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Board Game Review: ‘Deadwood Studios, USA’

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Deadwood Studios, USA from Cheapass Games is one of several titles reborn from the “golden age” of the discount gaming company that is charging ahead into the 21st century. Cheapass operates under the principle that good games should not come at great cost, producing electronically delivered print-and-play games that have thrilled thousands across the world. Creator James Ernest also launched a successful Kickstarter campaign that brought the previous black-and-white printed box for this title into a new polished color version with art by Phil Foglio of Girl Genius.

deadwoodstudiosThe premise for Deadwood Studios, USA is that you are part of an old film studio churning out Westerns as quickly as possible with more worry about how to separate theater-goers from their dime than scripts. Each player is a no-name actor looking to work his or her way up through the ranks and become a big Hollywood star (or at the very least make some quick cash). There are only a few rounds to get points, making for a fast-paced and hilarious game.

Gameplay may seem complicated as DSUSA is not quite like any other board game out there, but it is a quick learn and the rounds follow easily once players get a handle on it. Each player is represented by a six-sided die starting with one pip face-up to represent a rank of one. Through the course of their turns, players move across the board in any direction they choose and take up roles in scenes being acted all over the studio with cards being placed to explain the scene. They “act” out the role by rolling dice, with bonuses being available for rehearsing or being a star, just like real life.

The mechanic behind DSUSA is a great mix of luck and strategy. Players can earn Money as well as Fame, which are counted differently to make up points for the win. Background roles “off the card” are solid money-makers with the staring roles “on the card” giving more return with more risk. Raising one’s rank gives bonuses in-game as well as at the end during final scoring, making it profitable to invest, if players choose to do so at the proper time. Players need to be mindful of others as well, perhaps taking lesser roles to end a scene quickly and block another player from cashing in big.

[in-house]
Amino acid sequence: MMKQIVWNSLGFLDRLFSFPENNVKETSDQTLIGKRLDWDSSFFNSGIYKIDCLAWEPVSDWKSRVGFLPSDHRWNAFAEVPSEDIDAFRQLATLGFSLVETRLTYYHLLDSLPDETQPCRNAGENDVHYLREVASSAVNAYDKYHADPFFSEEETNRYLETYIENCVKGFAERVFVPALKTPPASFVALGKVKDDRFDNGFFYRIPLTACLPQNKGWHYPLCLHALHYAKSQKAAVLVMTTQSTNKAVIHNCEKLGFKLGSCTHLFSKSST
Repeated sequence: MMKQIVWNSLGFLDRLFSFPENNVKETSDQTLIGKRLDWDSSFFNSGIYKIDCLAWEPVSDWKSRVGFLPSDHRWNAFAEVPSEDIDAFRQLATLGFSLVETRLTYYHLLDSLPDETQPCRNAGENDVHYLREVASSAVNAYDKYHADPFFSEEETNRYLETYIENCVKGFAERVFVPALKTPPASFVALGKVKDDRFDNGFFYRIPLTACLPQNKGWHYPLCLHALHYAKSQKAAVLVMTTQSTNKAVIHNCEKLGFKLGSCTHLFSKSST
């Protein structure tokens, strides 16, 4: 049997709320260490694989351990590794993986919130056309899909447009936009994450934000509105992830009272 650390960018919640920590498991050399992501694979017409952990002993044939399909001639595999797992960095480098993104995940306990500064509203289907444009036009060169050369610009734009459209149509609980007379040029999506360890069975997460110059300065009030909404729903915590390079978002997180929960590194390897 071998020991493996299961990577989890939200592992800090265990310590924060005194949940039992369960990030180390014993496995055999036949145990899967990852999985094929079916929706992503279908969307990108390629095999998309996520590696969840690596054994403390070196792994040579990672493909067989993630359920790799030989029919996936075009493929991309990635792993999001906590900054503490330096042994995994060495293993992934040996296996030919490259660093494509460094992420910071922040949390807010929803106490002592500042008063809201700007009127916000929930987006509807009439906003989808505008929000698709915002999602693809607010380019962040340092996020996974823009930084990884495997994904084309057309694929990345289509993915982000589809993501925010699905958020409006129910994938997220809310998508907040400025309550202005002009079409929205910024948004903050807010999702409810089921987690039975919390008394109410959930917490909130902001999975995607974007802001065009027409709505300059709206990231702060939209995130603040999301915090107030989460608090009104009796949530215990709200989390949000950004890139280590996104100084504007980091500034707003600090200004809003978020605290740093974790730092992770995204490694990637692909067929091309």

With a solid mechanic behind it, the overall hilarious motif of DSUSA is what makes it really fun to play. Scene cards are labeled with nonsensical movies like “Gun! The Musical” that play best in the imagination. Some scenes are serious, while others like “Shakespeare in Lubbock” describe “William decides that it is time to be movin’ on, anon.” As players act the roles, they are encouraged to say their lines: “What ho!,” “Waaaak!,” and “Have you tried soy cheese?”

Deadwood Studios, USA is a game for two to six players aged 12 and up. It takes about an hour to play through a game, though players could always break it out for a one-phase quick game rather than the three or four phases in a full game. Fewer players make it more about strategy while larger groups tend to create a madhouse of acting with players clambering over each other to grab roles, just like real life.

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About Jeff Provine

Jeff Provine is a Composition professor, novelist, cartoonist, and traveler of three continents. His latest book is a collection of local ghost legends, Campus Ghosts of Norman, Oklahoma.
  • Marco Guizar

    Great game i will be trying it soon.

    Marco Guizar